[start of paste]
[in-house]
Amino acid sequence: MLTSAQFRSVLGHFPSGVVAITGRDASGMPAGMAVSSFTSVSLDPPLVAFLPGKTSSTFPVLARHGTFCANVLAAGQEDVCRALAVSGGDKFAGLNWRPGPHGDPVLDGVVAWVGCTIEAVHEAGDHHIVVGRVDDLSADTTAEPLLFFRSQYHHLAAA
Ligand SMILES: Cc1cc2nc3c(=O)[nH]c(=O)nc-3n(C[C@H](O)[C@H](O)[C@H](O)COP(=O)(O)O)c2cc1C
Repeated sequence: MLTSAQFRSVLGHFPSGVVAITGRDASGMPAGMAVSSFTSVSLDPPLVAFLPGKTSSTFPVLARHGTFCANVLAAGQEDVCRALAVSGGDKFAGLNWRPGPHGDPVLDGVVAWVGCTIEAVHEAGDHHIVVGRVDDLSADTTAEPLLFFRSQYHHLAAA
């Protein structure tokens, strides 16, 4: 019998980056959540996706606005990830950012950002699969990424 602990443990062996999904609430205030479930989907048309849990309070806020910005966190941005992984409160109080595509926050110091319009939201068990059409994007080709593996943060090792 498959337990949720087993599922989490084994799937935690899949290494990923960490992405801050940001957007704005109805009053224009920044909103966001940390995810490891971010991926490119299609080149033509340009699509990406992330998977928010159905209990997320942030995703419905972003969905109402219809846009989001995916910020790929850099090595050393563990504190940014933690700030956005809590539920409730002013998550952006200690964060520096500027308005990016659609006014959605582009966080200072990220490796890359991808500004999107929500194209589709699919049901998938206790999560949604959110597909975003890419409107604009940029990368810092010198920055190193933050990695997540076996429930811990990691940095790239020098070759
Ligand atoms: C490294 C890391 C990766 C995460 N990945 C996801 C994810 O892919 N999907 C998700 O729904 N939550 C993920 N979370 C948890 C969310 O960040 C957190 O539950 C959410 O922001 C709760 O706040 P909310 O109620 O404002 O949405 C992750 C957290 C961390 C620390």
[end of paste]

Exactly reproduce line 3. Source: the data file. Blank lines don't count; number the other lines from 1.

Ligand SMILES: Cc1cc2nc3c(=O)[nH]c(=O)nc-3n(C[C@H](O)[C@H](O)[C@H](O)COP(=O)(O)O)c2cc1C